The Good Fight
updated 07/15/1996 AT 01:00 AM EDT
•originally published 07/15/1996 AT 01:00 AM EDT
Last month—nearly two years after she had explained how Tony, her 4½-month-old son, was misdiagnosed and rendered sterile by inappropriate surgery—Elaina Valdes finally got her wish: The legislature extended Florida's statute of limitations governing malpractice suits on behalf of small children. Under the old law, suits had to be filed within four years of the alleged malpractice. Now they may be filed anytime before the child reaches the age of 8. Remarkably, Valdes pursued her cause despite the fact that she could not profit from it: Tony's suit, filed fours years and 14 days after the alleged malpractice, was ruled inadmissible under the old law.
Valdes had anticipated none of this in 1988 when she took her infant son to a local hospital in West Palm Beach to have a hernia repaired. But what was supposed to be a 45-minute outpatient surgery ended hours later with a shocking announcement. "The doctor came out," Valdes recalls. "I said, 'How's my son?' and he said, 'You don't have a son, you have a daughter.' " When he told her he had discovered—but not removed—female organs inside her son's body, Valdes demanded that chromosome tests be done to determine gender.
The following weeks were "a horrible, horrible time," says Valdes. "I would be in the grocery store, and people would say, "Oh what a cute baby, is it a boy or girl?' The tears would just start to come—I didn't know what to say." Even though to all appearances Tony was a boy, it wasn't until the tests confirmed that he was genetically male that Valdes could answer the question. Nonetheless, the doctor said, her son had female organs that would have to be removed. Valdes got a concurring opinion and finally accepted what she had been told.
It wasn't until three years later, when Tony underwent surgery to remove the supposed female organs, that Valdes realized the tragic misdiagnosis. Not only had there never been a gender abnormality, the new surgeon told Valdes, but the previous operation had been so badly botched that it had all but destroyed the boy's male organs. Valdes decided to sue, but by the time she filed, she had missed the deadline. It was then that the aggrieved mother became a crusader. "We'll just have to change the law," she recalls saying. "There can't be another child who suffered the way Tony did."
In her naïveté, Valdes had no idea she was taking on two of the state's most powerful lobbies: the insurance industry and the medical establishment. "One legislator told me, 'Honey, you're against the big boys; it ain't gonna happen,' " she recalls. For several months it didn't. But after the initial frustrations, Valdes discovered an ally in the Academy of Florida Trial Lawyers. In the fall of 1994 she showed up at the offices of Ted Babbitt, a high-profile malpractice lawyer, to ask for help. "I don't see people unannounced," Babbitt says. "But she struck up a conversation with my receptionist, who came in and told me I might want to speak with this woman." Babbitt immediately pledged his assistance in drawing up a bill.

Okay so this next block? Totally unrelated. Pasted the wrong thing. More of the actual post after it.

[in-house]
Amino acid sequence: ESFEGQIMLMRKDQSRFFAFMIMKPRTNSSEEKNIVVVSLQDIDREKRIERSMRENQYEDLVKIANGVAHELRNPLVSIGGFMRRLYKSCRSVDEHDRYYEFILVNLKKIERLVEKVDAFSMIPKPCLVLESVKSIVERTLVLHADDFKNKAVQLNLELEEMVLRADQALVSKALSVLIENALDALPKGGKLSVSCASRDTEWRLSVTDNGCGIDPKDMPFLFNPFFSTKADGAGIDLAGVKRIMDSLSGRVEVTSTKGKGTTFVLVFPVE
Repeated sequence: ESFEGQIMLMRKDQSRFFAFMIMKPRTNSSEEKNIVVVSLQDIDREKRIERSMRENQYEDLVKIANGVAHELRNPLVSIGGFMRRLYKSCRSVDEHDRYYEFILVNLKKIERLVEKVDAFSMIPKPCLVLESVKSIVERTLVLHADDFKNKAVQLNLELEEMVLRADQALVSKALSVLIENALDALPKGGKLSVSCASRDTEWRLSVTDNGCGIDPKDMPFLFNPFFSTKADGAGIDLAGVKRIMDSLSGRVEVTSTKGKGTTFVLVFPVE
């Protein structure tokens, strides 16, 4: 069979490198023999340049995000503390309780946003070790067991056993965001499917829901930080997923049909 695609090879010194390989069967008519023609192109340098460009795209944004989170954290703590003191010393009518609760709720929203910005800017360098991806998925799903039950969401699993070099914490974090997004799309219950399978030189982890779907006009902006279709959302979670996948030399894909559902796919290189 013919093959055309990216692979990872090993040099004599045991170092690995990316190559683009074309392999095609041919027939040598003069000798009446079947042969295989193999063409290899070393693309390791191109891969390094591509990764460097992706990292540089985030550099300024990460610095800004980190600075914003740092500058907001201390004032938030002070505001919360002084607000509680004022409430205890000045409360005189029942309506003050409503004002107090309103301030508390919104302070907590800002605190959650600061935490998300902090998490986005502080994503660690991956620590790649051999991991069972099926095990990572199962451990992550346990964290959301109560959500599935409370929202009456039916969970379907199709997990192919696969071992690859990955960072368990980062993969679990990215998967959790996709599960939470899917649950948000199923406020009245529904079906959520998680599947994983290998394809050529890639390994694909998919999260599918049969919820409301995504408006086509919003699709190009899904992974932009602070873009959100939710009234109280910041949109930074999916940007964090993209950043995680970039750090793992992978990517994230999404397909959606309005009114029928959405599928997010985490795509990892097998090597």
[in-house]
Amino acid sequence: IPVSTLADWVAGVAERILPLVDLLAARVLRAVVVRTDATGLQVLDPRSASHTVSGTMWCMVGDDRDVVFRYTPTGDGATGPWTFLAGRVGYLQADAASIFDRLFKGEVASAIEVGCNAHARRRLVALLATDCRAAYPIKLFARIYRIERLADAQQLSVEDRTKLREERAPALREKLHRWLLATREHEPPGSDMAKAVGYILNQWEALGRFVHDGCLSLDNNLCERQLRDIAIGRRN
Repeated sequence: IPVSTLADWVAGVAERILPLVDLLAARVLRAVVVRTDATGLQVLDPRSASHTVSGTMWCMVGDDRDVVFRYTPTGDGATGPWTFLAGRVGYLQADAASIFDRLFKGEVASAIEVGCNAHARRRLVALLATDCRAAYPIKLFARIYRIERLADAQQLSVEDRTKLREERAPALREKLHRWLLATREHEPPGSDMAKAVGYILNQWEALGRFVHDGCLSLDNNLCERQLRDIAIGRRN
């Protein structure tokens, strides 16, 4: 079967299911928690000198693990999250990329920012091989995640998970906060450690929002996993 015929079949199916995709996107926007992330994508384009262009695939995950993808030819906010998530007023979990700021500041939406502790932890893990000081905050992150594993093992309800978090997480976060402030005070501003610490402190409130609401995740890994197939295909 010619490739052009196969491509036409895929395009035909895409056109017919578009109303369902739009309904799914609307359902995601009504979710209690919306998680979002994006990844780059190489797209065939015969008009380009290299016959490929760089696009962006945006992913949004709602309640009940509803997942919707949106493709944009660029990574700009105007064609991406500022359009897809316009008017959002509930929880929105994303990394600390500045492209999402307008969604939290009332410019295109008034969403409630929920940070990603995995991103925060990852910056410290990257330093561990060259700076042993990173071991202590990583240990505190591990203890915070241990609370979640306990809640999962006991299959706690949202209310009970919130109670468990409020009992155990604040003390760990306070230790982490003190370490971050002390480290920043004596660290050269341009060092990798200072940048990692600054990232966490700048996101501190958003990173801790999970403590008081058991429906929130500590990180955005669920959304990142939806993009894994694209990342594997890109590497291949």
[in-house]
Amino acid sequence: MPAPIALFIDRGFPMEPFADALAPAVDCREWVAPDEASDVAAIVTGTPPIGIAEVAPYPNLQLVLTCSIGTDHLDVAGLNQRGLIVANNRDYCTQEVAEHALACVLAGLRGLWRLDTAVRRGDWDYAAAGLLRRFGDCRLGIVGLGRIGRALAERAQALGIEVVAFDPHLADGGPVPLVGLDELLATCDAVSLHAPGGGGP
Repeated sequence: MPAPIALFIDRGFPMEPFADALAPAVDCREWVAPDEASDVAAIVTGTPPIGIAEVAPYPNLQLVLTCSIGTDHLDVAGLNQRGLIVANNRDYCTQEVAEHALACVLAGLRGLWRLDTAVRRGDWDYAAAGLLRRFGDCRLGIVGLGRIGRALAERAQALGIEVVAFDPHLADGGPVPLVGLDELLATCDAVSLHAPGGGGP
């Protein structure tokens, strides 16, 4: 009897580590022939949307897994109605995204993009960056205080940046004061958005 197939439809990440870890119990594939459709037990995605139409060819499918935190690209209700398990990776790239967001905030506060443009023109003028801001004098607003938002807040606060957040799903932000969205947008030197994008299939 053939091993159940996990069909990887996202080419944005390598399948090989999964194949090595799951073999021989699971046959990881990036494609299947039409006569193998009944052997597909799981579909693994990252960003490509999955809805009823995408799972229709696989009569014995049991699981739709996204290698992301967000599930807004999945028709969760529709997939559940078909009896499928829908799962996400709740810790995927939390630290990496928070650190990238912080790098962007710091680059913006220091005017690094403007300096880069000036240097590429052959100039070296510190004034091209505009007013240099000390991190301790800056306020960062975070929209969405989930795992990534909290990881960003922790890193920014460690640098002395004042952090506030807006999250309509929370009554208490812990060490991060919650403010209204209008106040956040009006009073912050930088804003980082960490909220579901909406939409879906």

The daughter of a bowling-pinsetter-machine mechanic and his wife, a secretary, Valdes, who grew up in West Palm Beach, married her first love at 19 and promptly had a daughter, Nikki, now 12. Her second marriage, which also ended in divorce, produced Tony, now 8, and in 1993 she married Joe Valdes, 37, a carpenter and the father of her youngest child, Danielle, 2.
From the beginning, Joe and the children rallied around Elaina's cause. Once she had a bill to promote, Valdes launched a relentless lobbying campaign by phone and fax. She also made six trips to the capital—maxing out her credit card to pay for plane tickets—so she could be present when the bill was debated. At session's end, though, it was dropped from the agenda. "A lesser person," Babbit says, "would have quit." Valdes did not. "I was devastated," she says, "but I didn't lose it. I just said, 'We'll have to be stronger next year.' "
After a summer spent gathering support from various advocacy groups, Valdes had to weather increasingly virulent personal attacks from lobbyists. "I didn't think they played that dirty," she says, "but they do." Still she pressed on.
In May the power of Tony's story and his mother's persistence finally paid off. After passing "Tony's bill," the gray suits of authority rose to applaud Valdes in her red dress. "When Governor Chiles finally signed," she says. "I was crying. I couldn't believe that the day actually came."
CINDY DAMPIER in West Palm Beach